Saint Gregory the Great described by Msgr. Benigni

On the feast of Saint Gregory I, we publish the beginning of the chapter dedicated to the figure of the great pontiff by Msgr. Umberto Benigni, in his Social History of the Church (vol. III). In this work, reprinted by the Centro Librario Sodalitium, this extract is followed by another 14 pages dedicated to the Pope.

The Gregorian cycle

The cycle of the three first Gregorys (Gregory the Great elected in 590, Gregory III died in 741) includes a fifty-year period that, while not leaving the Byzantine hegemony, is clearly different from the previous one by the fact of the Italian policy of the Popes.

Always faithful citizens of the “Roman” empire, and therefore of Byzantium, like their predecessors from the time of Pope Odoacer onwards, the pontiffs of the Gregorian cycle rose to a true political power, with which the Langobards on the one hand, and Byzantium on the other, had to deal more and more in a way they had never before. Popes entrusted with a political mission were frequently seen; but as we have already mentioned, the pontiffs sent by force and with bestial threats or reprisals by the Goth kings to Byzantium, do not really present the figure of a political power, in the usual sense of the word, but rather the prestige deriving from the apostolic succession. But the Langobard domination did not take long to persuade the Byzantine autocrat that the Justinian reconquest of Italy was a historical fact that would not be revived; so he had to content himself with preserving the shreds of it for as long as possible. The direct consequence of this state of affairs was that Rome and the Pope were increasingly removed from the Byzantine brutality that had oppressed the very person of the popes from Liberius to Vigilius.

The emperor usually had to content himself with the impertinences that he wrote or ordered to write to Gregory the Great and his successors when politics did not advise him to cover him with honours, as Justin I and his nephew Justinian had already done with John I.

The substratum of this changed situation was, as we have just said, the intervening Langobard domination which, on the one hand, reduced Byzantine hegemony to nothing, and, on the other hand, never merging with the Italians, created for the latter a separate position, that of an increasingly distinct third entity, no longer dominated by Byzantium, not absorbed by the Langobards, always threatened by both, but now such that, by having a superior man in charge of it, it could open the way between the two enemies.

And, at the providential moment, there came not a simply superior man, but a genius: Gregory the Great (the bold is editorial, ed.).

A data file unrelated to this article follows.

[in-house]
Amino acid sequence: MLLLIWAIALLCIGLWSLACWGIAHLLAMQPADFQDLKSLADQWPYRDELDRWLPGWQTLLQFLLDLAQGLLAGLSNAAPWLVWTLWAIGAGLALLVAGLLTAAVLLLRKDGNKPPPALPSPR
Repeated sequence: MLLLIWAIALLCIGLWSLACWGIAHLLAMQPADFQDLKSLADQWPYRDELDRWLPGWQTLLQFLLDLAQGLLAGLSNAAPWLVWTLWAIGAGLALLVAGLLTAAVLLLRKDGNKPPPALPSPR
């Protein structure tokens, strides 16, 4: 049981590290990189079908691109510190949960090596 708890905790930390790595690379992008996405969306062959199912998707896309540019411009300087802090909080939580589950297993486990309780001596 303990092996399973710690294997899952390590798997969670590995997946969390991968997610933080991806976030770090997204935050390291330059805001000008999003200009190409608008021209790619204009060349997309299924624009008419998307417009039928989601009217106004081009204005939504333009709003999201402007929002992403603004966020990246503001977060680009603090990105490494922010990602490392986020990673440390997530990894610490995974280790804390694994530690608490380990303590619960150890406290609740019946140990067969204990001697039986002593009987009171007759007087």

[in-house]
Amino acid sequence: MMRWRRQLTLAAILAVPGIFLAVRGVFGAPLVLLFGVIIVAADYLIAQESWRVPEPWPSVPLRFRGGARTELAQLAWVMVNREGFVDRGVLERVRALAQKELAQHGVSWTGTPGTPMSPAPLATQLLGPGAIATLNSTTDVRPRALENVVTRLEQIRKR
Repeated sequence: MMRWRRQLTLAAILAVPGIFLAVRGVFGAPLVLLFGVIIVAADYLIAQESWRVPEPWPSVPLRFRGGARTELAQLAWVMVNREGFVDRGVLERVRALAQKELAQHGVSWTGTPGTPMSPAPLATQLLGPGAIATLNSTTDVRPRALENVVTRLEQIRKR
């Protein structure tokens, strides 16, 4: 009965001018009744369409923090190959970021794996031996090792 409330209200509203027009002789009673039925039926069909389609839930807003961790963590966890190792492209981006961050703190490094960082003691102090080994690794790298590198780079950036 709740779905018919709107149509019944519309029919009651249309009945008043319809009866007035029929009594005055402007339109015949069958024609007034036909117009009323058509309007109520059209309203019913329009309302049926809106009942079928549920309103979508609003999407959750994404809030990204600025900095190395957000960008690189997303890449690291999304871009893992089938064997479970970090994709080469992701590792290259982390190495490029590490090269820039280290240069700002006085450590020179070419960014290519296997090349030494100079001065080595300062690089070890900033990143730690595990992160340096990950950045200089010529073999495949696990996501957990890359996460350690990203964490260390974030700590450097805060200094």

This authentic Roman nobleman came to the clericate from civil offices, like Ambrose. He was praetor in Rome at the time of Tiberius II. Absorbed by the sublime ideal of religion, which provided him with a true catholic mentality, that is, religiously universal, full of apostolic zeal, Gregory was truly the man worthy of being appointed successor to St Peter by common acclamation. In him, the supernatural truth of the apostolic sentence shines forth: piety is useful for everything, piety, it is understood, deep and enlightened. This pious man who dreamed of the quiet monastic life, who never intended to engage in politics, but only to fulfil his ministry of truth, justice and charity, was the only great politician of his time, taking the word ‘politician’ in the lofty historical sense that can best be attributed to it. Anti-Catholic historians have tendentiously said of him, that he founded the Roman papacy; that that bishop of Rome was the first Pope. The historical truth is that St Peter was the first pope; but it is also true that Gregory the Great stamped on the Christian world the largest papal footprint that had ever been seen until then and that, at least in a certain sense, would never be seen again in the future. His prodigious activity, of which his cosmopolitan correspondence was an instrument, held the threads of the entire Catholic world in his hand and made it turn constantly to Rome for every moral and material issue. As for Italy, Gregory was its true moral ruler; the Langobards themselves felt and treated him as such. When his epistolary correspondence lists his “military” letters, in which he orders the bishops of the Peninsula and the islands to arm the city militia, or to keep watch, or to exempt someone from sentry duty, and when he negotiates with the courts of Pavia and Byzantium to save the torn Italy, his figure as a “sovereign” eclipses that of the other crowned ones.

And amidst the nimbus of civil glory, the holy Pontiff lived all absorbed in his religious mission. In him shines the word of Christ that no one should ever forget, from his Vicar to the last believer: Seek first the kingdom of God and his righteousness, and you will have all these things in addition.

Gregory, who lived and died convinced that he was, politically speaking, a citizen of the Roman Empire, and who wrote to his ‘lords’ the emperors of Constantinople as the most loyal subject, was the one who laid the then unseen foundations not only of the Papal State but of the political hegemony of the great mediaeval pontiffs. Between Gregory the Great and Gregory VII there is a huge difference in political demeanour, but this difference is much more due to the different environment than to the fundamental mentality of the two great Gregors. The latter is the logical evolution of the former.

Msgr. Umberto Benigni, Storia sociale della Chiesa, vol. III. La crisi della società antica (Dalla caduta alla rinascita dell’Impero Romano), Casa Editrice Vallardi, Milan 1922, pp.  152 – 154.

Centro Librario Sodalitium‘s reprint of the complete work, 5 volumes in 7 tomes, totaling 5000 pages:

Msgr Umberto Benigni